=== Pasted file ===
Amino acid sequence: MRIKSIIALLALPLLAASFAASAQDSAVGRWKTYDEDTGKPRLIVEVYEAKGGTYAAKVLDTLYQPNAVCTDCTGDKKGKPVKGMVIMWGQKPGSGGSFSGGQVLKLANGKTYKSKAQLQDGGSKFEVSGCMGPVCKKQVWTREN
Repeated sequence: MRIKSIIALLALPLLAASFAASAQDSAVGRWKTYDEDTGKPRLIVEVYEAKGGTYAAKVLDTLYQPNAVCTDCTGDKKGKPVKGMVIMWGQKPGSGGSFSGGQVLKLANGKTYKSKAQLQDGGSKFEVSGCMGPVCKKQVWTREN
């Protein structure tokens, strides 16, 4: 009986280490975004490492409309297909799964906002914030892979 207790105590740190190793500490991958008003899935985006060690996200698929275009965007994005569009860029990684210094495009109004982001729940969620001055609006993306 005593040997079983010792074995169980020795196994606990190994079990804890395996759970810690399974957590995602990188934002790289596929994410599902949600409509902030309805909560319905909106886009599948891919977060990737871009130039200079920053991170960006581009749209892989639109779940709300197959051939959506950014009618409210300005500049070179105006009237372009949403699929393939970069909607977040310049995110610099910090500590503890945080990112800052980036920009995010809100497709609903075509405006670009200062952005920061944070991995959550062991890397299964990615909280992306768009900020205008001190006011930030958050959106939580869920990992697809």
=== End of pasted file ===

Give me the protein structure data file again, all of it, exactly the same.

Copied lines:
Amino acid sequence: MRIKSIIALLALPLLAASFAASAQDSAVGRWKTYDEDTGKPRLIVEVYEAKGGTYAAKVLDTLYQPNAVCTDCTGDKKGKPVKGMVIMWGQKPGSGGSFSGGQVLKLANGKTYKSKAQLQDGGSKFEVSGCMGPVCKKQVWTREN
Repeated sequence: MRIKSIIALLALPLLAASFAASAQDSAVGRWKTYDEDTGKPRLIVEVYEAKGGTYAAKVLDTLYQPNAVCTDCTGDKKGKPVKGMVIMWGQKPGSGGSFSGGQVLKLANGKTYKSKAQLQDGGSKFEVSGCMGPVCKKQVWTREN
């Protein structure tokens, strides 16, 4: 009986280490975004490492409309297909799964906002914030892979 207790105590740190190793500490991958008003899935985006060690996200698929275009965007994005569009860029990684210094495009109004982001729940969620001055609006993306 005593040997079983010792074995169980020795196994606990190994079990804890395996759970810690399974957590995602990188934002790289596929994410599902949600409509902030309805909560319905909106886009599948891919977060990737871009130039200079920053991170960006581009749209892989639109779940709300197959051939959506950014009618409210300005500049070179105006009237372009949403699929393939970069909607977040310049995110610099910090500590503890945080990112800052980036920009995010809100497709609903075509405006670009200062952005920061944070991995959550062991890397299964990615909280992306768009900020205008001190006011930030958050959106939580869920990992697809």